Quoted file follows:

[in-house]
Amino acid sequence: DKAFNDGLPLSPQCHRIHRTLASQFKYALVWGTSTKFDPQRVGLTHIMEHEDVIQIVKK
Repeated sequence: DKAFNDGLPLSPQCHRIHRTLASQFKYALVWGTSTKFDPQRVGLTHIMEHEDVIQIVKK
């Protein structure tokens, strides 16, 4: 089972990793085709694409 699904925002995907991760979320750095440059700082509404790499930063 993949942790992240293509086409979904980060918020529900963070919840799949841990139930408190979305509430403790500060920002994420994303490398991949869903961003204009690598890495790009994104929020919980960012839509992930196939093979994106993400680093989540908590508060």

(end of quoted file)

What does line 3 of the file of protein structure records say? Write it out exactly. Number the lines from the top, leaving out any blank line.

Repeated sequence: DKAFNDGLPLSPQCHRIHRTLASQFKYALVWGTSTKFDPQRVGLTHIMEHEDVIQIVKK